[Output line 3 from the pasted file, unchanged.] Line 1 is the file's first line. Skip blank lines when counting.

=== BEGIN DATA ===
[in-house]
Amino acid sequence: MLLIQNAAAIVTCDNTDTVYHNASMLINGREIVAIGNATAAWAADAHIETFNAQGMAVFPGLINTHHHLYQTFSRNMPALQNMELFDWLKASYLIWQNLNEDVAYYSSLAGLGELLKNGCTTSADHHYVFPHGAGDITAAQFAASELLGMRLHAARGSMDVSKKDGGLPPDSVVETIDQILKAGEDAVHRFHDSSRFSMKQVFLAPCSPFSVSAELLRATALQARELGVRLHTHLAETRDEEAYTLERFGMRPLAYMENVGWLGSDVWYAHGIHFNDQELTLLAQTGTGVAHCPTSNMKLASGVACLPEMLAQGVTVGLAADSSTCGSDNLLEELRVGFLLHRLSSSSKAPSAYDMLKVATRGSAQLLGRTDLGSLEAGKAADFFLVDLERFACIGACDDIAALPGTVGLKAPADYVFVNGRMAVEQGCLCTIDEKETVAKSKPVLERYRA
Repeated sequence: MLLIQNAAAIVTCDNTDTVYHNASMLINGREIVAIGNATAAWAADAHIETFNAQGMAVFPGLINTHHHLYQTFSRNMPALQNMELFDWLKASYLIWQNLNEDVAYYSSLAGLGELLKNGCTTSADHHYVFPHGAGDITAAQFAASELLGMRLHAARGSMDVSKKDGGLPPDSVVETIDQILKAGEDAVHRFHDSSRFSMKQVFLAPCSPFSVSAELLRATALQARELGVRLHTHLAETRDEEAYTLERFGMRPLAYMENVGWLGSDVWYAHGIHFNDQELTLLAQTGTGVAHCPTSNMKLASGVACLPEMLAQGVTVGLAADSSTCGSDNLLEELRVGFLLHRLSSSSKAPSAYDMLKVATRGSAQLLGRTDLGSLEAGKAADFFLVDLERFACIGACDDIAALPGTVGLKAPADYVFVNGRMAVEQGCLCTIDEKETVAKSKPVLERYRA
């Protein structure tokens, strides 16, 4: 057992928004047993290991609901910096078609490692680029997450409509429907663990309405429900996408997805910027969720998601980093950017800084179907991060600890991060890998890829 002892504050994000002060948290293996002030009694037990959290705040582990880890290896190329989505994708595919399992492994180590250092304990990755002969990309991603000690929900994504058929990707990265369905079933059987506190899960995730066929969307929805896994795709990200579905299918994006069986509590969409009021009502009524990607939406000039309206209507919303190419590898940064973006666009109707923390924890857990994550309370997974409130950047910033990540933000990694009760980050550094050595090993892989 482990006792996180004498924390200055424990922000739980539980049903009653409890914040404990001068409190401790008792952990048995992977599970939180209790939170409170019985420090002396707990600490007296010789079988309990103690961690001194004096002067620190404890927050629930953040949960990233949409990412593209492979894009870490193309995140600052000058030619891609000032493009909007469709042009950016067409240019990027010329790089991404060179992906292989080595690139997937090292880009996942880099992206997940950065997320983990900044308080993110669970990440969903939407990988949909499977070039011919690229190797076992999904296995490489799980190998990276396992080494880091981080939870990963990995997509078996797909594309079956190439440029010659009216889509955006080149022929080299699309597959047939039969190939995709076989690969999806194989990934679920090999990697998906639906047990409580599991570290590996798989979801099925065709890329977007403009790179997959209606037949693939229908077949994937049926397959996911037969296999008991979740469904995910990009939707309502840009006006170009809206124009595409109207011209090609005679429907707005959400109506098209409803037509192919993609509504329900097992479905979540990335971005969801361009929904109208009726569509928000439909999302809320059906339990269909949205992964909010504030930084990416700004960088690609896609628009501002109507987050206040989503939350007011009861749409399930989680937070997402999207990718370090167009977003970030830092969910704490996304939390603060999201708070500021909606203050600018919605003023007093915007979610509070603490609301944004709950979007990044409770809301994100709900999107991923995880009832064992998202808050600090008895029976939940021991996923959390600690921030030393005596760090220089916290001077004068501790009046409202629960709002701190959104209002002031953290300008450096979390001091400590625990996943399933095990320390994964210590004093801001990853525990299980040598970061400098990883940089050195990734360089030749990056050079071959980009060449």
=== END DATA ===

Repeated sequence: MLLIQNAAAIVTCDNTDTVYHNASMLINGREIVAIGNATAAWAADAHIETFNAQGMAVFPGLINTHHHLYQTFSRNMPALQNMELFDWLKASYLIWQNLNEDVAYYSSLAGLGELLKNGCTTSADHHYVFPHGAGDITAAQFAASELLGMRLHAARGSMDVSKKDGGLPPDSVVETIDQILKAGEDAVHRFHDSSRFSMKQVFLAPCSPFSVSAELLRATALQARELGVRLHTHLAETRDEEAYTLERFGMRPLAYMENVGWLGSDVWYAHGIHFNDQELTLLAQTGTGVAHCPTSNMKLASGVACLPEMLAQGVTVGLAADSSTCGSDNLLEELRVGFLLHRLSSSSKAPSAYDMLKVATRGSAQLLGRTDLGSLEAGKAADFFLVDLERFACIGACDDIAALPGTVGLKAPADYVFVNGRMAVEQGCLCTIDEKETVAKSKPVLERYRA